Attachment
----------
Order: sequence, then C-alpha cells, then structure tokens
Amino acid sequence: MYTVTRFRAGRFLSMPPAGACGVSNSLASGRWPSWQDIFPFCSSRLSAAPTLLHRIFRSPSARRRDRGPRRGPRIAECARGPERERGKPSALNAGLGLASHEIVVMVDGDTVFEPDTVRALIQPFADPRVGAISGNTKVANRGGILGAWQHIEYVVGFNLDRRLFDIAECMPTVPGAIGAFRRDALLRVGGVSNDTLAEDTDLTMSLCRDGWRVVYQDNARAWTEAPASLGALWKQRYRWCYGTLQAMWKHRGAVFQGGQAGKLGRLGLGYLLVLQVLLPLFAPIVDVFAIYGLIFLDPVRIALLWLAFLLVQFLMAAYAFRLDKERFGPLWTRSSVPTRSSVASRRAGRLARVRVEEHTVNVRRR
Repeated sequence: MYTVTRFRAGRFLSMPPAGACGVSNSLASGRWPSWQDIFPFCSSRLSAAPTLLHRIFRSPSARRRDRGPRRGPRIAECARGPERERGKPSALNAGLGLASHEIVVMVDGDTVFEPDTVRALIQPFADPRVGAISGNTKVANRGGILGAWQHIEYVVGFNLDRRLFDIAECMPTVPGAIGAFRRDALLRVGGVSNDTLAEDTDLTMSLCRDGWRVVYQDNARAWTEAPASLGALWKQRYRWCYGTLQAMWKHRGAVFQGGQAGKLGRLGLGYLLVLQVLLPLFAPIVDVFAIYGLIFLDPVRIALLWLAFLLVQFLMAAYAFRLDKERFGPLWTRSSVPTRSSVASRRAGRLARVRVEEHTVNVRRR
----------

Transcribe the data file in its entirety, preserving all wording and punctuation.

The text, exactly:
Order: sequence, then C-alpha cells, then structure tokens
Amino acid sequence: MYTVTRFRAGRFLSMPPAGACGVSNSLASGRWPSWQDIFPFCSSRLSAAPTLLHRIFRSPSARRRDRGPRRGPRIAECARGPERERGKPSALNAGLGLASHEIVVMVDGDTVFEPDTVRALIQPFADPRVGAISGNTKVANRGGILGAWQHIEYVVGFNLDRRLFDIAECMPTVPGAIGAFRRDALLRVGGVSNDTLAEDTDLTMSLCRDGWRVVYQDNARAWTEAPASLGALWKQRYRWCYGTLQAMWKHRGAVFQGGQAGKLGRLGLGYLLVLQVLLPLFAPIVDVFAIYGLIFLDPVRIALLWLAFLLVQFLMAAYAFRLDKERFGPLWTRSSVPTRSSVASRRAGRLARVRVEEHTVNVRRR
Repeated sequence: MYTVTRFRAGRFLSMPPAGACGVSNSLASGRWPSWQDIFPFCSSRLSAAPTLLHRIFRSPSARRRDRGPRRGPRIAECARGPERERGKPSALNAGLGLASHEIVVMVDGDTVFEPDTVRALIQPFADPRVGAISGNTKVANRGGILGAWQHIEYVVGFNLDRRLFDIAECMPTVPGAIGAFRRDALLRVGGVSNDTLAEDTDLTMSLCRDGWRVVYQDNARAWTEAPASLGALWKQRYRWCYGTLQAMWKHRGAVFQGGQAGKLGRLGLGYLLVLQVLLPLFAPIVDVFAIYGLIFLDPVRIALLWLAFLLVQFLMAAYAFRLDKERFGPLWTRSSVPTRSSVASRRAGRLARVRVEEHTVNVRRR